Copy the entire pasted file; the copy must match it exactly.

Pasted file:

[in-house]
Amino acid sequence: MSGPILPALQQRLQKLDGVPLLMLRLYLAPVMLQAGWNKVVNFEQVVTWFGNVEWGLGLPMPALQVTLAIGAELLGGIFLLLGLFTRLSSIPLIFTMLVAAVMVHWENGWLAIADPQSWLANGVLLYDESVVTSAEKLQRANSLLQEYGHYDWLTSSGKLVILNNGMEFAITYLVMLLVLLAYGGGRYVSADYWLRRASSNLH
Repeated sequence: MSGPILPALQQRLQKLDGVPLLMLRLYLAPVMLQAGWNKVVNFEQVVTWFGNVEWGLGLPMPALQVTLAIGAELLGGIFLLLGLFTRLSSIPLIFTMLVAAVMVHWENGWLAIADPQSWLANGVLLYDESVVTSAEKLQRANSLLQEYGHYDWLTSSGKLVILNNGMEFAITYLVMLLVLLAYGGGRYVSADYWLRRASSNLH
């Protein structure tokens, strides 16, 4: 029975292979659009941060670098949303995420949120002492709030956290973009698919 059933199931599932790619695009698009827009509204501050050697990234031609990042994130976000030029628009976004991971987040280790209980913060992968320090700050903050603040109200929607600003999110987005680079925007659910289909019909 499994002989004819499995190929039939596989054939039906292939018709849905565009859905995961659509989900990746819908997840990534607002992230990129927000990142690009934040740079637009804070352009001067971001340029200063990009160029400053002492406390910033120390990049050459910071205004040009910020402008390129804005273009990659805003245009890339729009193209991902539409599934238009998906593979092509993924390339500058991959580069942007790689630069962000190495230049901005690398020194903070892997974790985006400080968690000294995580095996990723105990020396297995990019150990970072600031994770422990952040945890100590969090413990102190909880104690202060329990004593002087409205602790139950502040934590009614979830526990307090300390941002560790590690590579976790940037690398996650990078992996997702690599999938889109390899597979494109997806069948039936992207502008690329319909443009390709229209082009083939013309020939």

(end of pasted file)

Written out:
[in-house]
Amino acid sequence: MSGPILPALQQRLQKLDGVPLLMLRLYLAPVMLQAGWNKVVNFEQVVTWFGNVEWGLGLPMPALQVTLAIGAELLGGIFLLLGLFTRLSSIPLIFTMLVAAVMVHWENGWLAIADPQSWLANGVLLYDESVVTSAEKLQRANSLLQEYGHYDWLTSSGKLVILNNGMEFAITYLVMLLVLLAYGGGRYVSADYWLRRASSNLH
Repeated sequence: MSGPILPALQQRLQKLDGVPLLMLRLYLAPVMLQAGWNKVVNFEQVVTWFGNVEWGLGLPMPALQVTLAIGAELLGGIFLLLGLFTRLSSIPLIFTMLVAAVMVHWENGWLAIADPQSWLANGVLLYDESVVTSAEKLQRANSLLQEYGHYDWLTSSGKLVILNNGMEFAITYLVMLLVLLAYGGGRYVSADYWLRRASSNLH
């Protein structure tokens, strides 16, 4: 029975292979659009941060670098949303995420949120002492709030956290973009698919 059933199931599932790619695009698009827009509204501050050697990234031609990042994130976000030029628009976004991971987040280790209980913060992968320090700050903050603040109200929607600003999110987005680079925007659910289909019909 499994002989004819499995190929039939596989054939039906292939018709849905565009859905995961659509989900990746819908997840990534607002992230990129927000990142690009934040740079637009804070352009001067971001340029200063990009160029400053002492406390910033120390990049050459910071205004040009910020402008390129804005273009990659805003245009890339729009193209991902539409599934238009998906593979092509993924390339500058991959580069942007790689630069962000190495230049901005690398020194903070892997974790985006400080968690000294995580095996990723105990020396297995990019150990970072600031994770422990952040945890100590969090413990102190909880104690202060329990004593002087409205602790139950502040934590009614979830526990307090300390941002560790590690590579976790940037690398996650990078992996997702690599999938889109390899597979494109997806069948039936992207502008690329319909443009390709229209082009083939013309020939």